Science Fiction or Just a Matter of Time? Time Travel From Ancient Mythology to Modern Science


What would it be like to travel back in time? To travel forward in time?  Remember H. G. Wells’ science fiction novella,The Time Machine,published in 1895? The book has been quite popular for more than a century and has even been made into movies.  But as you will see, there are many stories across cultures of time travelers. What is so fascinating about this concept? Continue reading

AntiquityNOW to Partner With Ancient Origins

AN News Grey

AntiquityNOW is pleased to announce a new partnership with Ancient Origins, an organization that “seeks to uncover…one of the most important pieces of knowledge we can acquire as human beings—our beginnings.” Ancient Origins offers “a reconstruction and retelling of the story of our beginnings through an exploration of lost civilisations, sacred writings, ancient places, unexplained artifacts, scientific mysteries and more.” AntiquityNOW also explores these antecedents and as well draws comparisons to modern times to show that antiquity continues to inform and influence our lives today.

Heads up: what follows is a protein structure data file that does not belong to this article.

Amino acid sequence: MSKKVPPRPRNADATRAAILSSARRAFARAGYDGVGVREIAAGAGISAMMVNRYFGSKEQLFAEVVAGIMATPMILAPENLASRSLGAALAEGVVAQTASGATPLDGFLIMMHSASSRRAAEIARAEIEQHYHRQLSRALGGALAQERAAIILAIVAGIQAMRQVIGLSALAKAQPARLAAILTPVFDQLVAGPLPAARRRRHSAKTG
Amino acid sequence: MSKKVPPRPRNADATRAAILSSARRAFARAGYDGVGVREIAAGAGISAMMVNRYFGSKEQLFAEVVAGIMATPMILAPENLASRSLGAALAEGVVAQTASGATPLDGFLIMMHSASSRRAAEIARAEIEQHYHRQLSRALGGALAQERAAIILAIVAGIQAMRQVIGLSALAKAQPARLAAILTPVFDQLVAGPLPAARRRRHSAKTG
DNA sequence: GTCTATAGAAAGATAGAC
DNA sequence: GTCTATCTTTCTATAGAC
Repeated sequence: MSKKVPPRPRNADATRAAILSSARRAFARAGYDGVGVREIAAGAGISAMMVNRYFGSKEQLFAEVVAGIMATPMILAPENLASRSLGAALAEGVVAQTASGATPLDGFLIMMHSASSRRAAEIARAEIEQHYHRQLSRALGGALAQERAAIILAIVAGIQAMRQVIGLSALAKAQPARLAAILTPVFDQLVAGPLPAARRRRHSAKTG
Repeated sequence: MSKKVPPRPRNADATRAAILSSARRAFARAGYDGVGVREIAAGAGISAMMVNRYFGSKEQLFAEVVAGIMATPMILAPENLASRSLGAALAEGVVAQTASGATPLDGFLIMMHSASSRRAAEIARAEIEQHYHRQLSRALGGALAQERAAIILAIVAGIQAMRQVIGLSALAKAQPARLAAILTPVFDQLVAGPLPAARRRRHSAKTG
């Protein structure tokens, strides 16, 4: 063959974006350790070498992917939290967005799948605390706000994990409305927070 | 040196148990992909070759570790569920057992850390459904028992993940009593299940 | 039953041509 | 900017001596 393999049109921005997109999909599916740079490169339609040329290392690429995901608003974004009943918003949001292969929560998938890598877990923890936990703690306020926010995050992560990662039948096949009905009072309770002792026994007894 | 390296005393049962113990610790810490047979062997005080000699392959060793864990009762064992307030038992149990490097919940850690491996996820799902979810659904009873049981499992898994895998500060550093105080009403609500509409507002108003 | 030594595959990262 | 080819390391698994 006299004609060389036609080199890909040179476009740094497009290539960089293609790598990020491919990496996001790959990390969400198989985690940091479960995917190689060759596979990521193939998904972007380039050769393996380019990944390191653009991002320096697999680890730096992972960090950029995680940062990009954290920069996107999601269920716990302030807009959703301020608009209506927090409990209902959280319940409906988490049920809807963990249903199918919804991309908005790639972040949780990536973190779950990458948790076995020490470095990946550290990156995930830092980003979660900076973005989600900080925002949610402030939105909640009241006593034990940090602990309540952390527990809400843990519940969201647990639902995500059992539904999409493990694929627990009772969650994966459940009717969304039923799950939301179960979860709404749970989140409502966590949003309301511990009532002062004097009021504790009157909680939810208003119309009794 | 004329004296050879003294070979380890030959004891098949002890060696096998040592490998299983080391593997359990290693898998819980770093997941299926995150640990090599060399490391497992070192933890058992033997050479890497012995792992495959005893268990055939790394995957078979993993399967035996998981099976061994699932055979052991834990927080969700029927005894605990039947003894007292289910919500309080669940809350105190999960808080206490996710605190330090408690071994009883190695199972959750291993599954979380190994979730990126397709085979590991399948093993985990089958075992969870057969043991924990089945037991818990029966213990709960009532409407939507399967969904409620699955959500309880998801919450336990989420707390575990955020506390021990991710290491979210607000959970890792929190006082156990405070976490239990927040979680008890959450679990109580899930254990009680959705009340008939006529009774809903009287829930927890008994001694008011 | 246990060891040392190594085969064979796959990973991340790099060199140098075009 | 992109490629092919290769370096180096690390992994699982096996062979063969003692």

Ancient OriginsThrough joint blogs and educational content the partnership will promote cultural heritage and the importance of appreciating our shared world history.

In today’s popular culture young people are exposed to diverse ideas from numerous perspectives, both scientific and speculative. AntiquityNOW and Ancient Origins are interested in current archaeological and scientific discoveries but are also intrigued by the unknown questions of human existence.  Ancient Origins’ view is that “there still exists a multitude of anomalies and mysteries in humanity’s past that deserve further examination.”  Embracing that concept, AntiquityNOW’s approach is to create educational material for children designed to develop critical thinking skills, teach the importance of research and realize the value of a curious and open mind.

Ancient Origins has offices in London, England and Springwood, Australia.  AntiquityNOW is incorporated in New York, NY.